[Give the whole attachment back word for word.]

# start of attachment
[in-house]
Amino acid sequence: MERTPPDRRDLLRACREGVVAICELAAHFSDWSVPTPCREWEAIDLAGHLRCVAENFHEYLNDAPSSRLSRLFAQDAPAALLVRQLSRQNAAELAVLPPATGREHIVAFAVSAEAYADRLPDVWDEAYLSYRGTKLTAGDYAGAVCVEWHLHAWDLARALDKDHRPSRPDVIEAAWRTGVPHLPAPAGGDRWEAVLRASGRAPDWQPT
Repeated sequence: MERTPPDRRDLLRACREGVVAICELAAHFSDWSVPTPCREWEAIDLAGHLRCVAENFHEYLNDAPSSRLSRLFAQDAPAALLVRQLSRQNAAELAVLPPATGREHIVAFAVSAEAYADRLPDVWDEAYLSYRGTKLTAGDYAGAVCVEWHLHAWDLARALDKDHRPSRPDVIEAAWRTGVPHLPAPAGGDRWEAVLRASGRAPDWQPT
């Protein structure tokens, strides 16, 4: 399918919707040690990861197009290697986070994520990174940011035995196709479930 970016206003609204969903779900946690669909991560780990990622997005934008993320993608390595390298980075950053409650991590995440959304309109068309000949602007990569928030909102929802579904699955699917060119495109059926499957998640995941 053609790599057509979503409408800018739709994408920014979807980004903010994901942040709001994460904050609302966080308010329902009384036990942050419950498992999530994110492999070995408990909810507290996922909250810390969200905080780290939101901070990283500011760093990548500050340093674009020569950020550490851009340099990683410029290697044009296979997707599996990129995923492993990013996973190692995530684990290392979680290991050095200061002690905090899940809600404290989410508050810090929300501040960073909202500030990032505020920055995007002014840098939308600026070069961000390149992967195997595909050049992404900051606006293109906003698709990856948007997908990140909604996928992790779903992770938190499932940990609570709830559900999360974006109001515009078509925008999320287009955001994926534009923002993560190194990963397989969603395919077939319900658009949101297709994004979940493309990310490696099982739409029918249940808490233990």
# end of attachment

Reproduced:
[in-house]
Amino acid sequence: MERTPPDRRDLLRACREGVVAICELAAHFSDWSVPTPCREWEAIDLAGHLRCVAENFHEYLNDAPSSRLSRLFAQDAPAALLVRQLSRQNAAELAVLPPATGREHIVAFAVSAEAYADRLPDVWDEAYLSYRGTKLTAGDYAGAVCVEWHLHAWDLARALDKDHRPSRPDVIEAAWRTGVPHLPAPAGGDRWEAVLRASGRAPDWQPT
Repeated sequence: MERTPPDRRDLLRACREGVVAICELAAHFSDWSVPTPCREWEAIDLAGHLRCVAENFHEYLNDAPSSRLSRLFAQDAPAALLVRQLSRQNAAELAVLPPATGREHIVAFAVSAEAYADRLPDVWDEAYLSYRGTKLTAGDYAGAVCVEWHLHAWDLARALDKDHRPSRPDVIEAAWRTGVPHLPAPAGGDRWEAVLRASGRAPDWQPT
């Protein structure tokens, strides 16, 4: 399918919707040690990861197009290697986070994520990174940011035995196709479930 970016206003609204969903779900946690669909991560780990990622997005934008993320993608390595390298980075950053409650991590995440959304309109068309000949602007990569928030909102929802579904699955699917060119495109059926499957998640995941 053609790599057509979503409408800018739709994408920014979807980004903010994901942040709001994460904050609302966080308010329902009384036990942050419950498992999530994110492999070995408990909810507290996922909250810390969200905080780290939101901070990283500011760093990548500050340093674009020569950020550490851009340099990683410029290697044009296979997707599996990129995923492993990013996973190692995530684990290392979680290991050095200061002690905090899940809600404290989410508050810090929300501040960073909202500030990032505020920055995007002014840098939308600026070069961000390149992967195997595909050049992404900051606006293109906003698709990856948007997908990140909604996928992790779903992770938190499932940990609570709830559900999360974006109001515009078509925008999320287009955001994926534009923002993560190194990963397989969603395919077939319900658009949101297709994004979940493309990310490696099982739409029918249940808490233990």